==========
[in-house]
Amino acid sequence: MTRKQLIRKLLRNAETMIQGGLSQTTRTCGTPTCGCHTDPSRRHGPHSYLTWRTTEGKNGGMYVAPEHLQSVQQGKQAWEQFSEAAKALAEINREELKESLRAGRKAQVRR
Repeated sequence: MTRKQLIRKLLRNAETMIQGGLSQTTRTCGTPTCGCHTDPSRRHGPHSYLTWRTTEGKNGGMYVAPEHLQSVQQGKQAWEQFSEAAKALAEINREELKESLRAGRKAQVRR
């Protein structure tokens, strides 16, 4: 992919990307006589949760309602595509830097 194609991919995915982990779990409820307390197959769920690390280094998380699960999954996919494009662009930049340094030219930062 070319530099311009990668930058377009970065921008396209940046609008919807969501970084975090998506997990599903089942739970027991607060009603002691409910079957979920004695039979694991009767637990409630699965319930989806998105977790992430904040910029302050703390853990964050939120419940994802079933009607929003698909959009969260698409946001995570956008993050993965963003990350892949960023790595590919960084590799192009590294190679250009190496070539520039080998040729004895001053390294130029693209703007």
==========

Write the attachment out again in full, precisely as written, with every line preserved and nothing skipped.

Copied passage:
[in-house]
Amino acid sequence: MTRKQLIRKLLRNAETMIQGGLSQTTRTCGTPTCGCHTDPSRRHGPHSYLTWRTTEGKNGGMYVAPEHLQSVQQGKQAWEQFSEAAKALAEINREELKESLRAGRKAQVRR
Repeated sequence: MTRKQLIRKLLRNAETMIQGGLSQTTRTCGTPTCGCHTDPSRRHGPHSYLTWRTTEGKNGGMYVAPEHLQSVQQGKQAWEQFSEAAKALAEINREELKESLRAGRKAQVRR
């Protein structure tokens, strides 16, 4: 992919990307006589949760309602595509830097 194609991919995915982990779990409820307390197959769920690390280094998380699960999954996919494009662009930049340094030219930062 070319530099311009990668930058377009970065921008396209940046609008919807969501970084975090998506997990599903089942739970027991607060009603002691409910079957979920004695039979694991009767637990409630699965319930989806998105977790992430904040910029302050703390853990964050939120419940994802079933009607929003698909959009969260698409946001995570956008993050993965963003990350892949960023790595590919960084590799192009590294190679250009190496070539520039080998040729004895001053390294130029693209703007």